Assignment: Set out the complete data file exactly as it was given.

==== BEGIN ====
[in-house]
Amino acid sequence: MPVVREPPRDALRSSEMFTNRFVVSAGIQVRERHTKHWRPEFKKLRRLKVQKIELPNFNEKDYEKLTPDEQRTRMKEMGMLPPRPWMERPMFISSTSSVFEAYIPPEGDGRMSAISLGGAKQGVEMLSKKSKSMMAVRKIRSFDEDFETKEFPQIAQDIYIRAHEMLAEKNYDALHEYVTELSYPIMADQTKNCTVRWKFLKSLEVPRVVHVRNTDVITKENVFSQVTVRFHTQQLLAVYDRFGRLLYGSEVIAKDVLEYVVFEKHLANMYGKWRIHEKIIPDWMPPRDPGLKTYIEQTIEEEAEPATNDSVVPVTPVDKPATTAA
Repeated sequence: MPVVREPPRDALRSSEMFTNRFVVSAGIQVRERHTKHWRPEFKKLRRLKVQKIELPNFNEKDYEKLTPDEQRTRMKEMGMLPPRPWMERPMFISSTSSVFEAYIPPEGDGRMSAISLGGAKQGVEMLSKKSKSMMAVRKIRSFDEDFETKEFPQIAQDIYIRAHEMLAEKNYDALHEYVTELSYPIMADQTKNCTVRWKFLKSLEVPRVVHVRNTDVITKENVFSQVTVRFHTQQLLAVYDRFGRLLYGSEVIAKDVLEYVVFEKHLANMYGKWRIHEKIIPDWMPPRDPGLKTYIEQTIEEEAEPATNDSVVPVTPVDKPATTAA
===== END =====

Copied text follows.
[in-house]
Amino acid sequence: MPVVREPPRDALRSSEMFTNRFVVSAGIQVRERHTKHWRPEFKKLRRLKVQKIELPNFNEKDYEKLTPDEQRTRMKEMGMLPPRPWMERPMFISSTSSVFEAYIPPEGDGRMSAISLGGAKQGVEMLSKKSKSMMAVRKIRSFDEDFETKEFPQIAQDIYIRAHEMLAEKNYDALHEYVTELSYPIMADQTKNCTVRWKFLKSLEVPRVVHVRNTDVITKENVFSQVTVRFHTQQLLAVYDRFGRLLYGSEVIAKDVLEYVVFEKHLANMYGKWRIHEKIIPDWMPPRDPGLKTYIEQTIEEEAEPATNDSVVPVTPVDKPATTAA
Repeated sequence: MPVVREPPRDALRSSEMFTNRFVVSAGIQVRERHTKHWRPEFKKLRRLKVQKIELPNFNEKDYEKLTPDEQRTRMKEMGMLPPRPWMERPMFISSTSSVFEAYIPPEGDGRMSAISLGGAKQGVEMLSKKSKSMMAVRKIRSFDEDFETKEFPQIAQDIYIRAHEMLAEKNYDALHEYVTELSYPIMADQTKNCTVRWKFLKSLEVPRVVHVRNTDVITKENVFSQVTVRFHTQQLLAVYDRFGRLLYGSEVIAKDVLEYVVFEKHLANMYGKWRIHEKIIPDWMPPRDPGLKTYIEQTIEEEAEPATNDSVVPVTPVDKPATTAA